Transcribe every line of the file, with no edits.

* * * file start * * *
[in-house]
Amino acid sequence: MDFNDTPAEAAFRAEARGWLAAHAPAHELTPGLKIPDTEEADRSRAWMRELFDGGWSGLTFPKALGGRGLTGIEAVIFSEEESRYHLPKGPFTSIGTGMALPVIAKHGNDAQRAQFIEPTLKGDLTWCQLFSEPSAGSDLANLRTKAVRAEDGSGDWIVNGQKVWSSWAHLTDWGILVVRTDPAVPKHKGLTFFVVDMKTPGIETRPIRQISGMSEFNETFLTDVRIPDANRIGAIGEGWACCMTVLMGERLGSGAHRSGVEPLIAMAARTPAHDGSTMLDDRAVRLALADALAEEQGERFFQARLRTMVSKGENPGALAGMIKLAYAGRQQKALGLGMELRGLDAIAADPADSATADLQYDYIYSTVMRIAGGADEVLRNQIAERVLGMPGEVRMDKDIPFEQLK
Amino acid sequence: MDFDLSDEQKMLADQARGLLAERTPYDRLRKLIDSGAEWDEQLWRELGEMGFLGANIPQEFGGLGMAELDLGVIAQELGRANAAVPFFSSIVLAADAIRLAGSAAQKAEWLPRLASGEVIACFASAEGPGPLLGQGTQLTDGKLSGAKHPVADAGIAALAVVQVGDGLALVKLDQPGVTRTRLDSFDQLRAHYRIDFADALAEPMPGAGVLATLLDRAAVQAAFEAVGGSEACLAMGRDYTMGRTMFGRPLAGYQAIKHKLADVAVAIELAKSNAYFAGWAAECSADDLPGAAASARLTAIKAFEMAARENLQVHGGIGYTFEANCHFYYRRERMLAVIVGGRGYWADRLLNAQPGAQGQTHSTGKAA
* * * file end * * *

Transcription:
[in-house]
Amino acid sequence: MDFNDTPAEAAFRAEARGWLAAHAPAHELTPGLKIPDTEEADRSRAWMRELFDGGWSGLTFPKALGGRGLTGIEAVIFSEEESRYHLPKGPFTSIGTGMALPVIAKHGNDAQRAQFIEPTLKGDLTWCQLFSEPSAGSDLANLRTKAVRAEDGSGDWIVNGQKVWSSWAHLTDWGILVVRTDPAVPKHKGLTFFVVDMKTPGIETRPIRQISGMSEFNETFLTDVRIPDANRIGAIGEGWACCMTVLMGERLGSGAHRSGVEPLIAMAARTPAHDGSTMLDDRAVRLALADALAEEQGERFFQARLRTMVSKGENPGALAGMIKLAYAGRQQKALGLGMELRGLDAIAADPADSATADLQYDYIYSTVMRIAGGADEVLRNQIAERVLGMPGEVRMDKDIPFEQLK
Amino acid sequence: MDFDLSDEQKMLADQARGLLAERTPYDRLRKLIDSGAEWDEQLWRELGEMGFLGANIPQEFGGLGMAELDLGVIAQELGRANAAVPFFSSIVLAADAIRLAGSAAQKAEWLPRLASGEVIACFASAEGPGPLLGQGTQLTDGKLSGAKHPVADAGIAALAVVQVGDGLALVKLDQPGVTRTRLDSFDQLRAHYRIDFADALAEPMPGAGVLATLLDRAAVQAAFEAVGGSEACLAMGRDYTMGRTMFGRPLAGYQAIKHKLADVAVAIELAKSNAYFAGWAAECSADDLPGAAASARLTAIKAFEMAARENLQVHGGIGYTFEANCHFYYRRERMLAVIVGGRGYWADRLLNAQPGAQGQTHSTGKAA